The team departed for home on August 24 with a record of one win and 19 defeats in their 28 matches. Dr Patel sent an open letter to the London newspapers thanking people for "the many kindnesses and friendly encouragement" the players had received. "We have never aspired to pass as good cricketers here. All our defeats were expected. We have had many difficulties, mainly owning to our ignorance and inexperience of the country… [but] we are leaving with strong feelings of affection for the country and its people.

"The visit of the team of native Indian cricketers to England is an event of no small significance, not only from the standpoint of cricket but also from the political point of view," said an imperialist-flavoured review in Cricket Chat. "The Parsee fraternity is the most intelligent as well as the most loyal of the races scattered over our possessions.

"For some years past the Parsees have given substantial proof of their affection for our national game and striven hard, in spite of climactic disadvantages, to acquit themselves with great credit on the cricket field. It is no exaggeration to say the visit of a Parsee team will stand out conspicuously as one of the most pleasant memories of English cricketers of the present generation."

What happened next?

  • A second tour to England by a Parsees team took place in 1888, but it only included two members of the 1886 squad, Morenas and Sorabjee Harwar. Captained by Pestonji Kanga, they won eight of the 31 matches played, drawing ten and losing 11, with two abandoned.
  • In 2010, Dinshaw Mehta, head of the Bombay Parsi Panchayet (BPP), the community's legal body, blamed the internet for the lack of Parsee cricketers, saying today's youngsters spend more time on Facebook than they do on sports grounds.

Martin Williamson is executive editor of ESPNcricinfo and managing editor of ESPN Digital Media in Europe, the Middle East and Africa

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© ESPN Sports Media Ltd.

Posted by India_ANY_track_bully on (November 4, 2012, 11:28 GMT)

A nice divide and rule policy based article... but hey its a 100 years too late (thankfully!).

Posted by AdityaMookerjee on (November 4, 2012, 9:38 GMT)

The Parsee's are very unpredictable. No one knows what they will say, and one has to know, whether they will talk, and then wonder, about the same. I do know of very famous Parsee players, but I can't, and don't want to imagine, how they played Cricket.

Posted by dinosaurus on (November 3, 2012, 20:44 GMT)

One of the most interesting stories I have read on Cricinfo!

Posted by   on (November 3, 2012, 19:26 GMT)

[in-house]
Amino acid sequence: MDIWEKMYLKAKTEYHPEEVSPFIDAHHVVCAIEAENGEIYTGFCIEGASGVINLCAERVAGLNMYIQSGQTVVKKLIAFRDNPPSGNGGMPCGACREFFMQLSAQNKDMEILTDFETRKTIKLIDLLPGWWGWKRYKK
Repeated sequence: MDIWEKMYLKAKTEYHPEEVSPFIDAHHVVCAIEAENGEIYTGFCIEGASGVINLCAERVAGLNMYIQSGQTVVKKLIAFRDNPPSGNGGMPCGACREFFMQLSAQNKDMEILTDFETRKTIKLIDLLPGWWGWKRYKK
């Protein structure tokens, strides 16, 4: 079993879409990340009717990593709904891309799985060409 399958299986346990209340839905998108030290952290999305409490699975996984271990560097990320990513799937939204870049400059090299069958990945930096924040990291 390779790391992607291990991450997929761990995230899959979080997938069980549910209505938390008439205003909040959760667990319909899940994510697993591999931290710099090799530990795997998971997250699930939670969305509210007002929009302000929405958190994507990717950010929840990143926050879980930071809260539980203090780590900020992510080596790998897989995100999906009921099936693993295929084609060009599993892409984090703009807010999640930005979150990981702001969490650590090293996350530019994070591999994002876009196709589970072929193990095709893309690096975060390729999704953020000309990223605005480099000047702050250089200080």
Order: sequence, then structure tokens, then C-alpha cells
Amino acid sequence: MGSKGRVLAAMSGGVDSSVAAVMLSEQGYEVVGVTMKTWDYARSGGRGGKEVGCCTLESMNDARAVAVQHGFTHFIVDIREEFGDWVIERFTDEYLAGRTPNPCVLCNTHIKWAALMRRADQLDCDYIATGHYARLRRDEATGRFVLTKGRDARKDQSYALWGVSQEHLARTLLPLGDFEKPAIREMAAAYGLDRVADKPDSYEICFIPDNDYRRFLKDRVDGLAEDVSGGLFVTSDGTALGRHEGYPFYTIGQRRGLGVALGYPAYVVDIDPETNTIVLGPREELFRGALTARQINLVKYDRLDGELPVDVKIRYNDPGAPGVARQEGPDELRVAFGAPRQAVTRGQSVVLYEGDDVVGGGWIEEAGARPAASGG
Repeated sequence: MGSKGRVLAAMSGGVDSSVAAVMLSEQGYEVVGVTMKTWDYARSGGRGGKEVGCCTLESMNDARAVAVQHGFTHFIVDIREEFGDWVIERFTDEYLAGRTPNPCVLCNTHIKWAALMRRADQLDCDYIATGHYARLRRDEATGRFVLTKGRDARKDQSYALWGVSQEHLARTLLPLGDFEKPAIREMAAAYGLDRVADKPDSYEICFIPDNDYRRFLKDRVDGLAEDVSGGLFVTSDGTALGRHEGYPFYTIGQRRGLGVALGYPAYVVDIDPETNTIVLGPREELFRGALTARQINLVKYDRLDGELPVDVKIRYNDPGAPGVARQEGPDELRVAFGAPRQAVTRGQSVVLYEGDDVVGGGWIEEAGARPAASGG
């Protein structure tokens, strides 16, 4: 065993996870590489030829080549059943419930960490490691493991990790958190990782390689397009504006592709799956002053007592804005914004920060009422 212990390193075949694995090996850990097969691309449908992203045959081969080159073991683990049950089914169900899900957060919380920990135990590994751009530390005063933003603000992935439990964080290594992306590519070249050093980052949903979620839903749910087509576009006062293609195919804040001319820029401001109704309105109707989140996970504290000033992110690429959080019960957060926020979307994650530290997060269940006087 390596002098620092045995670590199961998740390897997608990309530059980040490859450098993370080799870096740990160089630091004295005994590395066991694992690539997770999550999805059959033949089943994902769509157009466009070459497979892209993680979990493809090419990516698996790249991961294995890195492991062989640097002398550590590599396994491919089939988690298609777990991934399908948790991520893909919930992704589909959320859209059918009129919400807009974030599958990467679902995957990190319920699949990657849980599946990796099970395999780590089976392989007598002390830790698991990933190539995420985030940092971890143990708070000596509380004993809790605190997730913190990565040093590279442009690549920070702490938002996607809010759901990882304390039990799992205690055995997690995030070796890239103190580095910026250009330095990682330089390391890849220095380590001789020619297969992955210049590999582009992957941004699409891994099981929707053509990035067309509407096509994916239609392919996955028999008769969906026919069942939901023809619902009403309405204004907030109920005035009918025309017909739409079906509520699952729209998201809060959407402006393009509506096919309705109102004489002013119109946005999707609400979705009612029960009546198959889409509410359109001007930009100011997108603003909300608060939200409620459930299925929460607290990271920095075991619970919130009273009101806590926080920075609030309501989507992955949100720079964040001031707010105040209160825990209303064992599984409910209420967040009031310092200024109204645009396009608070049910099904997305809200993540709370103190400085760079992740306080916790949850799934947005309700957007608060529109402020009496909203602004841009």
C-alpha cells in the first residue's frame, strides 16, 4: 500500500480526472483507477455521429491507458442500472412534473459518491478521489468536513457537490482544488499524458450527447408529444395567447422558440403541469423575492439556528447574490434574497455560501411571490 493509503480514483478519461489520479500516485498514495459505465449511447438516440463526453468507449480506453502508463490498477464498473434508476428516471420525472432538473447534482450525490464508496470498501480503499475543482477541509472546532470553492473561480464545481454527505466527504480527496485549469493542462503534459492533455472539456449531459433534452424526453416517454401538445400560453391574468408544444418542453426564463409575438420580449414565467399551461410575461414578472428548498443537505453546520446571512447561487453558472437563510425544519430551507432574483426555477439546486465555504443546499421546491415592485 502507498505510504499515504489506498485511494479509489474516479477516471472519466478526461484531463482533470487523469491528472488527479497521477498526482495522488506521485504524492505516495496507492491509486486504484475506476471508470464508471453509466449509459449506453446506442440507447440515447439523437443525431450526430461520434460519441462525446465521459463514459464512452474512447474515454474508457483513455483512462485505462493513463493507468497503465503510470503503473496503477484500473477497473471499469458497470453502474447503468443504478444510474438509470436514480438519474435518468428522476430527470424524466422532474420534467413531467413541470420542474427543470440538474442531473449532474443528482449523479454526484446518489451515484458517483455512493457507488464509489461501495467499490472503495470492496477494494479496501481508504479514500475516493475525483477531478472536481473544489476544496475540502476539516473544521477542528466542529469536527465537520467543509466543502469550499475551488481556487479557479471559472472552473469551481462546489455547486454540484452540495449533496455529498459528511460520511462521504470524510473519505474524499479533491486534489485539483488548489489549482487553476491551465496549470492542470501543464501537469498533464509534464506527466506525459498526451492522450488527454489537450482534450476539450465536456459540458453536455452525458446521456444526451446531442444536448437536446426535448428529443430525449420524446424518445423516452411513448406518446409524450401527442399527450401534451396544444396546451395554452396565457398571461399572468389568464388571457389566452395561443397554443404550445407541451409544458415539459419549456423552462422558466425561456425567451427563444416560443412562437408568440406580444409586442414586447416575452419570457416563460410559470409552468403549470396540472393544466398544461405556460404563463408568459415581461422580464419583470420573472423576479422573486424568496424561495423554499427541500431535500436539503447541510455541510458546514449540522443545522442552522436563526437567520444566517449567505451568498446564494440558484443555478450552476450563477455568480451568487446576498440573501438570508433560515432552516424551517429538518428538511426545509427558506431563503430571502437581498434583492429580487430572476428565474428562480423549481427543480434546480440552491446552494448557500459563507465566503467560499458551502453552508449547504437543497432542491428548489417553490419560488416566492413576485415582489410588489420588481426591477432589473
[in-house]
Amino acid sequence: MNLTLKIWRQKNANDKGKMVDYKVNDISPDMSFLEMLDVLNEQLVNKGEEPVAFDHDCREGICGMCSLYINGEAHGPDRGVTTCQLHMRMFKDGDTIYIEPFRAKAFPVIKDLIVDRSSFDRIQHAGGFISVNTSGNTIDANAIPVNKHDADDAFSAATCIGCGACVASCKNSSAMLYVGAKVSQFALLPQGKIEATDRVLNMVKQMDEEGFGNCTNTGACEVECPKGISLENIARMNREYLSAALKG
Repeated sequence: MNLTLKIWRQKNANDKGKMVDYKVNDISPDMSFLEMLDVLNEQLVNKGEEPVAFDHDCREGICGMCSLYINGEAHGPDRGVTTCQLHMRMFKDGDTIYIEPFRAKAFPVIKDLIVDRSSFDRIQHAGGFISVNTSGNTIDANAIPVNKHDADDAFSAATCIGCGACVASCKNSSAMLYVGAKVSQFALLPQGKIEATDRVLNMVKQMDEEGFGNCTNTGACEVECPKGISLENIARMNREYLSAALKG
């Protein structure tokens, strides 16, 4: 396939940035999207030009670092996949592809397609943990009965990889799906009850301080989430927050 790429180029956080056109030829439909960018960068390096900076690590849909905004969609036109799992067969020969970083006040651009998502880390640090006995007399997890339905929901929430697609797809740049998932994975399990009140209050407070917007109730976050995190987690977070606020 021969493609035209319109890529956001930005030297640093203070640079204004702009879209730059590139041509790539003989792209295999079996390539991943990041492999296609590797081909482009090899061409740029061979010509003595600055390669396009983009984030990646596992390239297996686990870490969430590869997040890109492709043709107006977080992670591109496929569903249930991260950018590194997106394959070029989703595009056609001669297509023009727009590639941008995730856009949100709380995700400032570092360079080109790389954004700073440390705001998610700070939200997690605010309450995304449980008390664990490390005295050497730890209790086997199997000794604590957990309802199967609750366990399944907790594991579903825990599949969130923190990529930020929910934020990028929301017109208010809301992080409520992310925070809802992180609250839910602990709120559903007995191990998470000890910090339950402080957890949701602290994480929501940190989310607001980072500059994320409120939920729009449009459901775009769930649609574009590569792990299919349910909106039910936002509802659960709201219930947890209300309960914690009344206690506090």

forget parsees being represented in the indian team anymoe, even the ever-present mumbaikar is getting displaced. tendulkar may become the last mumbaikar to represent india for a while. this from a people (the gsb's) who produced gavastar, vengsarkar, 2 manjerekars and then tendulkar.

Posted by   on (November 3, 2012, 18:50 GMT)

Enjoyed reading it, lill lesson in history of Cricket.

Posted by jay57870 on (November 3, 2012, 14:52 GMT)

The Calcutta-born Parsee, Rusi Jeejeebhoy, toured the West Indies in 1971 with the victorious Indian team as a reserve wicket-keeper. That's the series where the great Sunil Gavaskar made his epic Test debut. No Test cap for Jeejeebhoy, though he kept wicket in the non-Test matches. He was excluded from the subsequent successful tour of England. Another Parsee, the great Farokh Engineer, was the primary wicket-keeper in that series. They are part of an inflection point in Indian cricket history: members of the Ajit Wadekar-led teams to win in those two countries for the first time. Sir Garfield Sobers honoured the teams at a special function in Mumbai a couple of years ago. Both proud Parsees were there!!

Posted by   on (November 3, 2012, 12:17 GMT)

Nice post! Mr. Mehta's comment in the last line doesn't really make sense. Why should the internet (and Facebook) affect Parsee kids more than others?

Posted by rahul8148417464 on (November 3, 2012, 11:58 GMT)

its time for the juniors to payback for their seniors defeat.. #bleedblue

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Martin WilliamsonClose
Martin Williamson Executive editor Martin Williamson joined the Wisden website in its planning stages in 2001 after failing to make his millions in the internet boom when managing editor of Sportal. Before that he was in charge of Sky Sports Online and helped launch and run Sky News Online. With a preference for all things old (except his wife and children), he has recently confounded colleagues by displaying an uncharacteristic fondness for Twenty20 cricket. His enthusiasm for the game is sadly not matched by his ability, but he remains convinced that he might be a late developer and perseveres in the hope of an England call-up with his middle-order batting and non-spinning offbreaks. He is now managing editor of ESPN EMEA Digital Group as well as his Cricinfo responsibilities.